And here we come to the point. To call a street gang “Asian” is deliberately misleading. Recent paedophilia cases in the UK have not involved Chinese. Or Japanese. With exceptions – Stuart Hall and Jeremy Forrest, for instance – most recent cases have indeed involved Muslims. Why else did 500 Muslim imams across the UK – immediately after the Oxford court hearings – deliver sermons on the evils of child grooming and rape? Protestant and Catholic clergymen – most speaking to empty churches, it’s true – did not feel the need to address this crime. It was not thought necessary, so far as I know, to speak about this scourge in British synagogues.

I can see the dangers here, of course. I recall how that nasty old anti-Muslim German pope – now mercifully put out to grass at Castel Gandolfo – hammered away at Muslim imams in his native Germany about the need to condemn crimes against humanity. Several Muslim divines bowed their heads in apparent shame – as if they personally had something to do with mass murders – but I do not remember the Holy Father or even a single bishop or priest or vicar expressing remorse for the acts of Christian Serbs or Christian Lebanese who massacred thousands of Muslims in ex-Yugoslavia or Lebanon.

The real subject to be confronted here, I fear, is whether the misogynistic, patriarchal world in which so many Muslims do indeed live – the treatment and equality of women within Islam is, I can assure you, a live subject in the Middle East – has somehow leached over into crime; whether – let us speak frankly – there actually is a connection between the Muslim identity of the men in Oxford and their crime; no, not their religion, but their background, call it “social”, cultural”, political or whatever. The 500 Imams obviously thought there was a connection. That’s why they all preached the same sermon at the same time.

We also – as a country of more than one “faith” – miss out on the positive side of religious identity. I remember my sorrow when the brave and compassionate response of a man to the killing of his son in the 2011 UK riots was reported without a single reference to the fact that the father was a Muslim. Surely this was, in crude journalistic terms, part of the “story”: a Muslim, from a community villified for decades in the West for violence – long before 9/11 – responded in precisely the way that we would wish any non-Muslim to behave. His “different” religion proved only that he was exactly the same as “us” and conformed precisely to what “we” might like to call “our values” (albeit that this is a word hijacked by the repulsive Blair).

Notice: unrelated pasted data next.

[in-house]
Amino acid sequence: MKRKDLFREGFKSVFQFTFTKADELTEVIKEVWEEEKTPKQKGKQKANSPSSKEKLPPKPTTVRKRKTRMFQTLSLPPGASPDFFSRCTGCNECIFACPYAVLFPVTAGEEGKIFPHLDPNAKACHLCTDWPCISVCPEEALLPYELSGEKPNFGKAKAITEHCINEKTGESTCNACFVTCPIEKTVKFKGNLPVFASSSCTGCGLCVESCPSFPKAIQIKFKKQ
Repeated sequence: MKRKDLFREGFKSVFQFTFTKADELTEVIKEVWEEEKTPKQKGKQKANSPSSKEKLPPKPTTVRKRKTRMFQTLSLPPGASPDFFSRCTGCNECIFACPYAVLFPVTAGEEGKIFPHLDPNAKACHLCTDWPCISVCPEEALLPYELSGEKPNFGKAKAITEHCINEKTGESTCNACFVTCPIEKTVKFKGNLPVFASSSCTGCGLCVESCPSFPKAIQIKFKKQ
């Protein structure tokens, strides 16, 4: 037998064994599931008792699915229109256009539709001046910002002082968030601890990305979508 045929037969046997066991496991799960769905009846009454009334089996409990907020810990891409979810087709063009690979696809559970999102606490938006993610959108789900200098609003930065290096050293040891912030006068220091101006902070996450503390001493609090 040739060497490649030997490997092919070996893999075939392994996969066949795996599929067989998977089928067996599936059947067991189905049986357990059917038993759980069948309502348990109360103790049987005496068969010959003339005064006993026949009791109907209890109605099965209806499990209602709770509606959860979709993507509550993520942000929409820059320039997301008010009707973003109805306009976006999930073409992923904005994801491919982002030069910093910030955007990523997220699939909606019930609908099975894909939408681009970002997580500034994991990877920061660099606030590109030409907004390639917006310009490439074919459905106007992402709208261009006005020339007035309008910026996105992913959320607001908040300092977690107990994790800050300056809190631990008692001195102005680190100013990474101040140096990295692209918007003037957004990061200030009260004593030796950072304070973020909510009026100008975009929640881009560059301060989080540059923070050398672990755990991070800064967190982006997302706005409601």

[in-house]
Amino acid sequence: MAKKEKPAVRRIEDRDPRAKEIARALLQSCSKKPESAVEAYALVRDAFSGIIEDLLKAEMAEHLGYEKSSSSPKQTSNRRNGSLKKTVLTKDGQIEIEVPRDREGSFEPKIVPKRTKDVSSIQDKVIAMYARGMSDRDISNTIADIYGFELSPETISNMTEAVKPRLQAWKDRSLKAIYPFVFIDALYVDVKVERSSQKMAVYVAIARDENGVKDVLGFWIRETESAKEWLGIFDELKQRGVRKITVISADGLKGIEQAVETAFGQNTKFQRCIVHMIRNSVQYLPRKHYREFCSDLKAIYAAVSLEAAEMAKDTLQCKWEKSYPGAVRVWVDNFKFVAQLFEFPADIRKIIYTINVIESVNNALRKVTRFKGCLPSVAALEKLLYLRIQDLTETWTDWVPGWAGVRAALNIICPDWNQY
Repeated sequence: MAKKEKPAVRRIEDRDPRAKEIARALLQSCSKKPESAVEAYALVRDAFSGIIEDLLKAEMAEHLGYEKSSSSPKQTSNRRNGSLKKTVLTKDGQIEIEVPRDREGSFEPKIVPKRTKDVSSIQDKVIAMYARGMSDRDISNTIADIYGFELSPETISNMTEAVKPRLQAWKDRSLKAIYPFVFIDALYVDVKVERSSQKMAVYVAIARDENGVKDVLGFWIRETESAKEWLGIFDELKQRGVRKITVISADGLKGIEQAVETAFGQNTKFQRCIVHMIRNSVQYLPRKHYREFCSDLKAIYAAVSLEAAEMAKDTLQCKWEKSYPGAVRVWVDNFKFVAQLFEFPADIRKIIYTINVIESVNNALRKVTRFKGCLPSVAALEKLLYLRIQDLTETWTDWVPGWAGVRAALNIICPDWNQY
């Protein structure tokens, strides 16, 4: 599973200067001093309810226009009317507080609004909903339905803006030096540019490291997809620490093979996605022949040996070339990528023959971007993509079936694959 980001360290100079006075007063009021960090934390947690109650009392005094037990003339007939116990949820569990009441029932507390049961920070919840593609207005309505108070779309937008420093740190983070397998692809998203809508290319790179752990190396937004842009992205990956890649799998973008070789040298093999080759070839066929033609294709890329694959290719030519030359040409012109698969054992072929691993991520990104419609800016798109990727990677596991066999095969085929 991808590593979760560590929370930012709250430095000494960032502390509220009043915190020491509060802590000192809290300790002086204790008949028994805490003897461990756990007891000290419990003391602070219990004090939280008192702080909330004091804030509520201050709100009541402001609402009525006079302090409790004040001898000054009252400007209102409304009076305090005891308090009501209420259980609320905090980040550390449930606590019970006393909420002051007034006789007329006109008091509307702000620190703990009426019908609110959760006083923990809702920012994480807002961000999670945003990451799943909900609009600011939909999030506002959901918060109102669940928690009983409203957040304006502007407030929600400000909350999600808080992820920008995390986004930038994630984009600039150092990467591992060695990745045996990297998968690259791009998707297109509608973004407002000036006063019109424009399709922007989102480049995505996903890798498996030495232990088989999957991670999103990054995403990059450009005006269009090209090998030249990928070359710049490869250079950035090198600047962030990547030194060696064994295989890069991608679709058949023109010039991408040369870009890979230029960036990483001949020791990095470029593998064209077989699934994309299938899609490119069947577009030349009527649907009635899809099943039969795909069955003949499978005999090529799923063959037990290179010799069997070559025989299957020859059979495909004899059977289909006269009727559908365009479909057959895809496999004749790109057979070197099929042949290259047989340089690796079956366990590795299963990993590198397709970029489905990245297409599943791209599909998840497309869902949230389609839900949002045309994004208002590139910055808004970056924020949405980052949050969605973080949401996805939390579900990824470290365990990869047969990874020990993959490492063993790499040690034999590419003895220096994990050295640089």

The argument is far larger than this. The 9/11 attacks brought down a lot of the sensibilities about “Muslims”. The killers were Arab Muslims. And we said so. But what we were not allowed to discuss was that almost all were from Saudi Arabia – a close American ally whom we must not offend even though its kings, princes and citizens adhere to a particularly intolerant form of Islam – and that the identity of these men might suggest there were problems in the Middle East, which must not be the subject of conversation since it might involve America’s relations with Israel.

But I have yet to hear the hijackers of 9/11 referred to as an “Asian gang”. Which they were, were they not?

Latest stories from i100
Have you tried new the Independent Digital Edition apps?
iJobs Job Widget
iJobs General

Recruitment Genius: Accounts Assistant - Fixed Term Contract - 6 Months

£15000 per annum: Recruitment Genius: One of the largest hospitality companies...

Recruitment Genius: Electricians - Fixed Wire Testing

£28000 - £32000 per annum: Recruitment Genius: As a result of significant cont...

Recruitment Genius: Customer Service Advisor